We were supposed to be beyond this. In 2000, George W. Bush’s freakishly thin margin of victory over Al Gore once more thrust the twin problems of voter access and voter legitimacy into the national spotlight. The Help America Vote Act (HAVA) of 2002 was meant to establish uniform, upgraded standards for registration and voting--but, this year, a new wave of conflicts over residency requirements, citizenship requirements, and legal cases invoking the Republican chestnut of “voter fraud” suggest that the issues that brought us the long national nightmare of the Florida recount won’t die easily.
Determining voter residency has been a primary source of discord. Ordinarily inconsistent voter registration requirements have become even more confusing following the screwball pitch of the home foreclosure crisis--which had a disproportionate impact on swing states. “The same communities that might be the target of predatory lending practices are likely to be targeted for vote suppression,” said Wendy Weiser, deputy director for democracy at the
These voters have legal cover: Foreclosure alone “is not an indicator” that the state can use to deny someone the right to vote, says Weiser. But the Detroit Free Press continues to report “persistent rumors” that citizens who lost their houses through foreclosure won’t be allowed to vote.
Residency requirements have also affected students across the country. Virginia Tech students were recently told (incorrectly) they might lose residency-based scholarships, or their status as dependents if they registered as students in the state. During the primary season, a group issued an improper blanket challenge to about 900 students in Georgia and the Republican party of Montana has just mounted a similar challenge to 6,000 registrations from individuals based on strict residency requirements in that state. Subsequent purges could also affect servicepeople who had mail forwarded to
Proof of Citizenship
The shifting demographics of the American Southwest have yoked the issue of who votes to the tense politics of immigration. “I think that there’s a lot of fear and trepidation about these changes,” says Nina Perales, southwest regional counsel for the Mexican American Legal Defense and Education Fund. Racialized prosecution, Spanish-language intimidation, and misinformation at polling stations have been widely documented: In Orange Country, California, for example, letters were sent to Latinos declaring (incorrectly) that even legal immigrants weren’t allowed to vote; in Fort Worth, Texas in 2007, an official-looking placard written in Spanish and English sent readers to voting booths on a Saturday.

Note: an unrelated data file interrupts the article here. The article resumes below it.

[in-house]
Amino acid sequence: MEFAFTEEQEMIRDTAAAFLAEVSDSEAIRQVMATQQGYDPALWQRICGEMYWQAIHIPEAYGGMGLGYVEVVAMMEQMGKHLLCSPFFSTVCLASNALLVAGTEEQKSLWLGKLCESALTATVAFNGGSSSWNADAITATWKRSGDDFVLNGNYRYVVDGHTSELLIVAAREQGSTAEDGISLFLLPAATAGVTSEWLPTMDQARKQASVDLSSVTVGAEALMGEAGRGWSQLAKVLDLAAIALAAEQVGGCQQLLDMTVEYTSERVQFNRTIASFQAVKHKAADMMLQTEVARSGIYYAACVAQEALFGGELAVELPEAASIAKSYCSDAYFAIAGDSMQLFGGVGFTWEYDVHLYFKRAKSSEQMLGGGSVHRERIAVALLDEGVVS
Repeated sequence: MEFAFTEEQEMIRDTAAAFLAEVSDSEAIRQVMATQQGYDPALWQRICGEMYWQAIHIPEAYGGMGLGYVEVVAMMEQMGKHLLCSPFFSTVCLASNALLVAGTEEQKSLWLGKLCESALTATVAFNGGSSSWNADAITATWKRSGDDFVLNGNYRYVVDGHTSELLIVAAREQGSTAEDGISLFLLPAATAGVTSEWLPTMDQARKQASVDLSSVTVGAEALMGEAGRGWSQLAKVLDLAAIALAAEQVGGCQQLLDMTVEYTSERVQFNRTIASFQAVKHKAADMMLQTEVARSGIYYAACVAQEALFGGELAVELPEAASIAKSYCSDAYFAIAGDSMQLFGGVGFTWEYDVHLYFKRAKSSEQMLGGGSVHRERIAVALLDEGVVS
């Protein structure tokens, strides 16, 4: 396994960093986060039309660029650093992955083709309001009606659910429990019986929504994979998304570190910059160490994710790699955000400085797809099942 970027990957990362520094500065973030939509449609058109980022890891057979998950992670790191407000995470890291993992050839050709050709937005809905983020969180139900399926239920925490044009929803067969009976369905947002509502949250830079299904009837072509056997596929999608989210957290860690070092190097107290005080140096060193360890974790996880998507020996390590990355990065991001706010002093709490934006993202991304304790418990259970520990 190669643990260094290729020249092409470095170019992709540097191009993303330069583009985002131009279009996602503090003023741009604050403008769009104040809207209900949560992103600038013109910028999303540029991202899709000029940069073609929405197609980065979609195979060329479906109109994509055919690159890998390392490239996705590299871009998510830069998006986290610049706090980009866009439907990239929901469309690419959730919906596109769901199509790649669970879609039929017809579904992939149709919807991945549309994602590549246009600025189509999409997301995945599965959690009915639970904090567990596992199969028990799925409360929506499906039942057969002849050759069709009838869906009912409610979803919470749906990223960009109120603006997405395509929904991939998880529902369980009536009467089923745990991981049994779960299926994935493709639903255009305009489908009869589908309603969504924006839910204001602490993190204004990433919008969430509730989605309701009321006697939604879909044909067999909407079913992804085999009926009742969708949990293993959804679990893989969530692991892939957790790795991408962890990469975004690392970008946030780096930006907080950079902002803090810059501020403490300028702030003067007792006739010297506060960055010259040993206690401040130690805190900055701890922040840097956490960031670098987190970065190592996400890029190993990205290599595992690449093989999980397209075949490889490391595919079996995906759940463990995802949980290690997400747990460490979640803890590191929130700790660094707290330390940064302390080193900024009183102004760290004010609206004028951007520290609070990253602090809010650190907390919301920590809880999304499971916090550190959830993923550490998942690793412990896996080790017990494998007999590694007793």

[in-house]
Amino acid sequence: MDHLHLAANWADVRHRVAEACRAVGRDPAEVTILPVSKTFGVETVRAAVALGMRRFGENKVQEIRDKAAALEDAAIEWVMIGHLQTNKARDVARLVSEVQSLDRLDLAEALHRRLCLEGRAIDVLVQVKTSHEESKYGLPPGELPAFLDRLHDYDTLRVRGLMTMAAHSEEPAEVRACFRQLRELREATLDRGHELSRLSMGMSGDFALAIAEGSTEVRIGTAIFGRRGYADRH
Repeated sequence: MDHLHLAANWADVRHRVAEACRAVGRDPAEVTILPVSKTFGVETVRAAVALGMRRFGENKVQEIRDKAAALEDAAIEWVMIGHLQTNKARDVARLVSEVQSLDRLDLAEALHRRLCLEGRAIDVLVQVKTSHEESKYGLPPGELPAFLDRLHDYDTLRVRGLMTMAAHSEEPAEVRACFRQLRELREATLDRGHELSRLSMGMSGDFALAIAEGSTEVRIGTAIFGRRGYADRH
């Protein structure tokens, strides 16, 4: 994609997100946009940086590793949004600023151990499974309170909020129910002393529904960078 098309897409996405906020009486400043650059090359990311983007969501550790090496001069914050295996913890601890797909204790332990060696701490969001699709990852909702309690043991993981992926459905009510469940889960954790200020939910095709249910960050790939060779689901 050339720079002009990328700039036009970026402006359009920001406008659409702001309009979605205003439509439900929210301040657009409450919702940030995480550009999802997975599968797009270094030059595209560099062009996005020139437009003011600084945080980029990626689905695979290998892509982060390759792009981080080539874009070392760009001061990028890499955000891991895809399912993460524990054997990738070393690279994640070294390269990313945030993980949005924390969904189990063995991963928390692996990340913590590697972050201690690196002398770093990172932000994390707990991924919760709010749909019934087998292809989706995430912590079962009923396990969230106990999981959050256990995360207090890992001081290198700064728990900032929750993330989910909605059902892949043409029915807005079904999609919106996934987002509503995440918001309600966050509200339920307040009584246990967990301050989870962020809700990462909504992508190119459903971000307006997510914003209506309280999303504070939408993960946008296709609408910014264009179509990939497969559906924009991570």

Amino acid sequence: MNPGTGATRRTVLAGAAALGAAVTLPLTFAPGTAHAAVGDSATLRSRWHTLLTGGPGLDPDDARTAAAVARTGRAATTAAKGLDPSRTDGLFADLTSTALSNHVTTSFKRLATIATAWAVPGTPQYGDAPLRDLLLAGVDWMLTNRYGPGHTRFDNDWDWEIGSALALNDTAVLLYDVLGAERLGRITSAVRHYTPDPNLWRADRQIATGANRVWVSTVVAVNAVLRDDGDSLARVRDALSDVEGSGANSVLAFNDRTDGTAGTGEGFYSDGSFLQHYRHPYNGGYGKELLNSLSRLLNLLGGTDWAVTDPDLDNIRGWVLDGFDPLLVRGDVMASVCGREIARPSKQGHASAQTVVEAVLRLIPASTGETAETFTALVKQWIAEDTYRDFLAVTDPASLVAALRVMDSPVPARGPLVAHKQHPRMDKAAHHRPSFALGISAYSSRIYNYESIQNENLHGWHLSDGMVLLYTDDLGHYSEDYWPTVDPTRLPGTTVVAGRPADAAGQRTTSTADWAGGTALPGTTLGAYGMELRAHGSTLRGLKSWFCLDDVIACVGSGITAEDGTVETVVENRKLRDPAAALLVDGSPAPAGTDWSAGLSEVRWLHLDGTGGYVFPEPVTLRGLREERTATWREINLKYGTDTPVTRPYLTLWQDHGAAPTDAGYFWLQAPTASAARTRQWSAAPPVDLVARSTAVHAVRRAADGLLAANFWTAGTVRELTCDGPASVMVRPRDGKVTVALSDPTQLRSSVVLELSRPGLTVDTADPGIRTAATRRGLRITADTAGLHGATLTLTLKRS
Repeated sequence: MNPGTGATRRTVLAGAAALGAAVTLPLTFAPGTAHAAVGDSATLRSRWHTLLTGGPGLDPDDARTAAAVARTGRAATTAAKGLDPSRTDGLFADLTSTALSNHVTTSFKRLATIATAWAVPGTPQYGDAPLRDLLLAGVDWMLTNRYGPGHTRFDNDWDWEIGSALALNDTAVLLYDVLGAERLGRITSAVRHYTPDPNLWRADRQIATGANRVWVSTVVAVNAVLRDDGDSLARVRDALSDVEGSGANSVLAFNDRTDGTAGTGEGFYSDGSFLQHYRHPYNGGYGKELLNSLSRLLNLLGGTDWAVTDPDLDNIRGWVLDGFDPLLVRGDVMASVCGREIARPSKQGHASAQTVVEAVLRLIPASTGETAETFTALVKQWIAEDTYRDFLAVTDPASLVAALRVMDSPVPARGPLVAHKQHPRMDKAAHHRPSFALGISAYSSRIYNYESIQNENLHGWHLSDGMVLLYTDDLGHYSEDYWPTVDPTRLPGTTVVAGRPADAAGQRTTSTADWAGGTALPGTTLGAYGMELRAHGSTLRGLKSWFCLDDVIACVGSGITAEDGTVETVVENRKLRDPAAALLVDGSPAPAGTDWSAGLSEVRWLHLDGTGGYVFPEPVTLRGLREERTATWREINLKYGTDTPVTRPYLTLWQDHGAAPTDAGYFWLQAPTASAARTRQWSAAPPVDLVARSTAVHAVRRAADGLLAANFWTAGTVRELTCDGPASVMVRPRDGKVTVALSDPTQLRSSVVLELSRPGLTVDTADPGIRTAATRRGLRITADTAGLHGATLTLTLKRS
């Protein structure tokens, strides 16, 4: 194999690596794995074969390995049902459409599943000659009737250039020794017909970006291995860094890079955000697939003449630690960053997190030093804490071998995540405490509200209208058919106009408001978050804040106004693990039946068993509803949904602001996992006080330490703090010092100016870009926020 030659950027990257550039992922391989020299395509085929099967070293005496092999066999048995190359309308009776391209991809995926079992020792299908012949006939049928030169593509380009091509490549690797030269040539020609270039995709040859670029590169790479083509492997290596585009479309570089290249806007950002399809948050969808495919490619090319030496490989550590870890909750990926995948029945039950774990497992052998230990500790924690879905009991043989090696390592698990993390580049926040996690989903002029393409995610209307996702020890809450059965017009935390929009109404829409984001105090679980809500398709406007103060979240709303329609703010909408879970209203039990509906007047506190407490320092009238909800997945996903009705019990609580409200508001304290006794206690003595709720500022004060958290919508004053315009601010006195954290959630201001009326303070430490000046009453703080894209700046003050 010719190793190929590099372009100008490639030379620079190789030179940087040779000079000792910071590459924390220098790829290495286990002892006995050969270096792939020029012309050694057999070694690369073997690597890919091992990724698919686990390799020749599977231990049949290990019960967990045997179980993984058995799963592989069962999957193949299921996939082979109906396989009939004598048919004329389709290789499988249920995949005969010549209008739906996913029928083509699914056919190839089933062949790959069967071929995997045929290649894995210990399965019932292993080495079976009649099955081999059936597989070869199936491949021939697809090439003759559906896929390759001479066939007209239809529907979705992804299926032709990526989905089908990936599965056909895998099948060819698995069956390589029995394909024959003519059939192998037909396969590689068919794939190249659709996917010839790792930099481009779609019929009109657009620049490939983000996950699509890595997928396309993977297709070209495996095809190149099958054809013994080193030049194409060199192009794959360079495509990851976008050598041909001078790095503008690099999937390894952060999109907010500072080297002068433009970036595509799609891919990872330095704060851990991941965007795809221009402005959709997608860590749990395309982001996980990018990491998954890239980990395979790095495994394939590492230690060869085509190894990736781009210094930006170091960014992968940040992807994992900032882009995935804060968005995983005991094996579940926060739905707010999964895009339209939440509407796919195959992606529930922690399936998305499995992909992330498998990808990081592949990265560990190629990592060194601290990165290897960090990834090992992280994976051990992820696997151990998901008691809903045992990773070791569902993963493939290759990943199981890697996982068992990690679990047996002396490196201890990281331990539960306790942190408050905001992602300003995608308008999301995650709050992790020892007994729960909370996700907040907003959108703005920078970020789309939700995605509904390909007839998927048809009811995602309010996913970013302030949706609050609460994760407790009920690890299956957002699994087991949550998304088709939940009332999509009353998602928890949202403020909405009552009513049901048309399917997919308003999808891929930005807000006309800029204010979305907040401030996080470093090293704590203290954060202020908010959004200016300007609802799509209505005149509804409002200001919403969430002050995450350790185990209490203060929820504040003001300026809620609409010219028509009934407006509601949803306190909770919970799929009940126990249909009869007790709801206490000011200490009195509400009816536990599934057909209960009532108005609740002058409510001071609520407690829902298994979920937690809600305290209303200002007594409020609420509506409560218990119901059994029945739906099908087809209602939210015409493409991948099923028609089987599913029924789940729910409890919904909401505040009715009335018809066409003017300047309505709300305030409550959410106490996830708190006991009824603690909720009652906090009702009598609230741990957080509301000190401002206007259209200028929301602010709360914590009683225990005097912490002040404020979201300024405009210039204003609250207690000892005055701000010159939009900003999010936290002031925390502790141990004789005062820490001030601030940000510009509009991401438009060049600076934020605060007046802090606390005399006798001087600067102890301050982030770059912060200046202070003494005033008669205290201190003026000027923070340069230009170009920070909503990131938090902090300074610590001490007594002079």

But a more complex and insidious line of voter exclusion relates to ID laws. States like
Allegations of Voter Fraud
Reports suggest that, in a dozen key swing states this year, there are about 1.5 million more Democrats registered than in 2004--and 60,000 fewer Republicans. So it’s not surprising that, while pleas for lenience and accessibility come from the ground-game obsessives in the Democratic Party, efforts to trim the rolls have been launched by the GOP. Late last week, in response to a McCain campaign suit, a federal appeals court ordered the Democratic Ohio Secretary of State Jennifer Brunner to "provide access to a state database showing new voters whose registration information does not match” state DMV or Social Security records. Inspectors would search for inconsistencies of any kind, potentially unregistering up to 200,000 voters, who would then be forced to cast provisional ballots (a stopgap remedy that surged in use after HAVA passed). Brunner contested the utility of this requirement, as a large percentage of the purges completed to date in
Add this tale to the boiling pot that is ACORN, the nonprofit community organizing group with ties to Barack Obama. ACORN, which claims to have registered 1.3 million people this election cycle, is under federal investigation in But even voter fraud may not be the earth-shattering calamity that the Republicans have made it out to be. Weiser points out that only 38 cases of individual voter fraud have been litigated between 2002 and 2005--suggesting that this longtime Republican complaint is more bluster than anything else. Dayo Olopade is a political reporter for The Root.
But even voter fraud may not be the earth-shattering calamity that the Republicans have made it out to be. Weiser points out that only 38 cases of individual voter fraud have been litigated between 2002 and 2005--suggesting that this longtime Republican complaint is more bluster than anything else.
Dayo Olopade is a political reporter for The Root.